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  12. My new thrill comes from painting furniture. I have a new bond with my mother over Annie Sloan paint and we call each other regularly to discuss the best colour / application method / waxing. My 21 year old self would never have done this. I don't know whether to be concerned or secretly pleased that, aged 30, I probably have more in common with my beloved mum than ever before!

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    1. You should be pleased. You've always painted a very appealing picture of your mother.

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  13. The curse of middle age....multi tasking...
    http://www.allthatsleft.co.uk/2013/11/the-curse-of-modern-living-part-8-multitasking/

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    1. Multi-tasking - something I've never been quite middle-aged enough to master.

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  14. A blessing of my middle age is that I've learnt how to say no to requests if I want to- I no longer feel guilty - it's amazing!

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    1. Now that's an achievement that really is worth ageing for - but, alas, not one I have managed yet!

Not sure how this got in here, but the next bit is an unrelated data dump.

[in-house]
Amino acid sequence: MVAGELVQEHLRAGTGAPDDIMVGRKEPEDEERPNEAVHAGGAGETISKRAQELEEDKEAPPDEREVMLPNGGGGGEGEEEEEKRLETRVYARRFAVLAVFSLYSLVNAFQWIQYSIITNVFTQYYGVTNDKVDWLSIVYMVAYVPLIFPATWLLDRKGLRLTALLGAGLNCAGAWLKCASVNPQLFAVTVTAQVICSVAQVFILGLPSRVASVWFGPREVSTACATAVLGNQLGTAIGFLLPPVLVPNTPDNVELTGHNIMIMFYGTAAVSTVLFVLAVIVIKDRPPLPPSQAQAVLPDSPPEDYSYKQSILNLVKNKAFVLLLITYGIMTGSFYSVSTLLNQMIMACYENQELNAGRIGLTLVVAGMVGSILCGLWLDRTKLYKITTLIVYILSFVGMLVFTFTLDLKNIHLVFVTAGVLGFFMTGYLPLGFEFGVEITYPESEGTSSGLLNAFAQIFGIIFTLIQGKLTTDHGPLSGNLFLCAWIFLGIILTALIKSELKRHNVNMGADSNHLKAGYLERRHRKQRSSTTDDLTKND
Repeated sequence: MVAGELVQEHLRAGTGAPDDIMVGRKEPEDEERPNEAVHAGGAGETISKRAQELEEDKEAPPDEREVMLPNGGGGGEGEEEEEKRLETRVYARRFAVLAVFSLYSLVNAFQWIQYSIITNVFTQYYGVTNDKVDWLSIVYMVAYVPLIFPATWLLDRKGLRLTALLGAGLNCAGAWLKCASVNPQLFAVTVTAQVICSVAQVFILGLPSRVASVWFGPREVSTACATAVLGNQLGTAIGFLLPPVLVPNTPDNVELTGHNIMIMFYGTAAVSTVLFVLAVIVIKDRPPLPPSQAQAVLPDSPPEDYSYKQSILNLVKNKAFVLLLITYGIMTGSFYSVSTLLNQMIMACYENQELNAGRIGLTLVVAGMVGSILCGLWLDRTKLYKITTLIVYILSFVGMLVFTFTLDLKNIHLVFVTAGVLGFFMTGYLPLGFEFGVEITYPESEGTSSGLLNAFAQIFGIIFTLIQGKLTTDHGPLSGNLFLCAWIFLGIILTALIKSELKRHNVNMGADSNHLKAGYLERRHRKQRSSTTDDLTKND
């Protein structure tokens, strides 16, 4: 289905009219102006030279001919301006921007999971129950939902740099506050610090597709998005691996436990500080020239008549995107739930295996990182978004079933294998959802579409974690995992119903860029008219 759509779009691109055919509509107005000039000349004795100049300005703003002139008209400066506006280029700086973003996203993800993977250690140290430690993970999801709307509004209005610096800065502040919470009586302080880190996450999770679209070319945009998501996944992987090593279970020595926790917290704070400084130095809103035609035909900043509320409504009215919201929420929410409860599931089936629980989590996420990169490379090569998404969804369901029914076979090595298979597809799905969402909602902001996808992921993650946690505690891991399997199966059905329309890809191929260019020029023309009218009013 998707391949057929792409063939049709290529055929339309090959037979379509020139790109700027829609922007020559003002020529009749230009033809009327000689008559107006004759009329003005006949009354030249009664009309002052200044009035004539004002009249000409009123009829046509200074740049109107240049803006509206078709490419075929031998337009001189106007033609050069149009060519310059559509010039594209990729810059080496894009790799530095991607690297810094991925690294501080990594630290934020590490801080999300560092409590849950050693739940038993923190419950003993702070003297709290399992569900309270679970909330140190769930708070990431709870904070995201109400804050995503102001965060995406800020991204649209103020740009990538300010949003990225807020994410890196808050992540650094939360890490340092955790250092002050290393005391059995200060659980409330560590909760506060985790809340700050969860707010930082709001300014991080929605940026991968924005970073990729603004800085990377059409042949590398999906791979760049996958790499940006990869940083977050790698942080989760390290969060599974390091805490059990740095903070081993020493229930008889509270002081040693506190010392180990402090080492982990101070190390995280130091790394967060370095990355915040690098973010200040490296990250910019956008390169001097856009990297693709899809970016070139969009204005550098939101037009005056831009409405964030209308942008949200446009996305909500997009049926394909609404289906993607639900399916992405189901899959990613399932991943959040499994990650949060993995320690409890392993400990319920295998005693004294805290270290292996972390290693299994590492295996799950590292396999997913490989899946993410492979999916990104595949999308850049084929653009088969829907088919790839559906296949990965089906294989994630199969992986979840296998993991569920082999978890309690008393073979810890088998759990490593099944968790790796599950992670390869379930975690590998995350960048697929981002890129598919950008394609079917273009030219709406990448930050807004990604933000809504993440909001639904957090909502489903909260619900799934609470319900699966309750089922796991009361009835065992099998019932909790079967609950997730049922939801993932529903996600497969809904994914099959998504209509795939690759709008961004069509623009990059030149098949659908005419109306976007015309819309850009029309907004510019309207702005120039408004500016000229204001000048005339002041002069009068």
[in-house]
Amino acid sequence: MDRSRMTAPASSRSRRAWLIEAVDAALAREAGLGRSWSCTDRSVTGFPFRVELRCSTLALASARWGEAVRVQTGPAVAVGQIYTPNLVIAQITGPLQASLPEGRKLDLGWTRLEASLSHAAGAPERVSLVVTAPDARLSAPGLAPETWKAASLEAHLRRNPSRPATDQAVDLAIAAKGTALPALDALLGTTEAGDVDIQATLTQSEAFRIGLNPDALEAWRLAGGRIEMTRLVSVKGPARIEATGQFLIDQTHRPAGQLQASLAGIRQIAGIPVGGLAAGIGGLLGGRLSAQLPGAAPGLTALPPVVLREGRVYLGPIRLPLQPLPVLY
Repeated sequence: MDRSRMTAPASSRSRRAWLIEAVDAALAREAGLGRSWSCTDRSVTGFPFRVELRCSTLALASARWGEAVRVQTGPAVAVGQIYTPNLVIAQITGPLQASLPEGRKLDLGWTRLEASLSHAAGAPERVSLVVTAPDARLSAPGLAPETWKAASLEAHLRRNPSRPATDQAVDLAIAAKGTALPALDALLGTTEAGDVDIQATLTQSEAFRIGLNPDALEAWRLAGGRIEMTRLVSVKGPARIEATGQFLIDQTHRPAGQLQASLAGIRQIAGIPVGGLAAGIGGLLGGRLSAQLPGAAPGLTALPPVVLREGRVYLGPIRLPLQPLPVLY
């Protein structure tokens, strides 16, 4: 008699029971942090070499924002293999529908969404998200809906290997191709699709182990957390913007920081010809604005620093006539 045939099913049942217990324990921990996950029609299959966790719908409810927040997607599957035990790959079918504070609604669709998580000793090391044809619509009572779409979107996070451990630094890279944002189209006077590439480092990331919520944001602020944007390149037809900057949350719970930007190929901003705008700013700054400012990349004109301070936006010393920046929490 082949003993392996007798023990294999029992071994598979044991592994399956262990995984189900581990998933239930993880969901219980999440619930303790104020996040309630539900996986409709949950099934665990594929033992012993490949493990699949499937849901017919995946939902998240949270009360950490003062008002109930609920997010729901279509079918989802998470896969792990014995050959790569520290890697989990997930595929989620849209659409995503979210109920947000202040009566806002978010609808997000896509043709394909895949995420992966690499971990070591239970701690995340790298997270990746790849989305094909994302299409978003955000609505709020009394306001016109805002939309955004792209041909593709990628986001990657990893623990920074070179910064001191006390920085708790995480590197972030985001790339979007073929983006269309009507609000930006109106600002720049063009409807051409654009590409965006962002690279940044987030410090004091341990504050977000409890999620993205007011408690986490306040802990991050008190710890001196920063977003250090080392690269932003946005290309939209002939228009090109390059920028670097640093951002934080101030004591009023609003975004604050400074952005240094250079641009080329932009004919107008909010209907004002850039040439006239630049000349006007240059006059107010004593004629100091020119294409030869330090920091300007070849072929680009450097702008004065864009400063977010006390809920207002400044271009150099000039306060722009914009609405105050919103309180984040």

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  15. I can smugly say that I turned down a paid guest post on my blog as it just wasn't interesting enough. So I am able to say no. However, I finally bought a smart phone in October and it took me about a week to fall in love with it. And it only took me one day to figure out how to answer the phone. At every stage I think I'm content but after experiencing the new widget (whatever it is) I can never go back.

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    1. Only one week? And only one day?! I was offered the chance to run an unpaid competition post on my blog with Tena Men as the prize. Was sorely tempted....

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  16. I first saw this via an exerpt on Mumsnet and as I read it I thought, there's only one person that could be. And I was right! Middle aged pleasures? Not really caring what anyone thinks any more. So liberating!

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    1. What intuition! Your pleasure is spot on - was thinking the same yesterday when I saw my 11yo agonising over playground opinions - although I don't think I'll ever get as good at it as I'd like to be.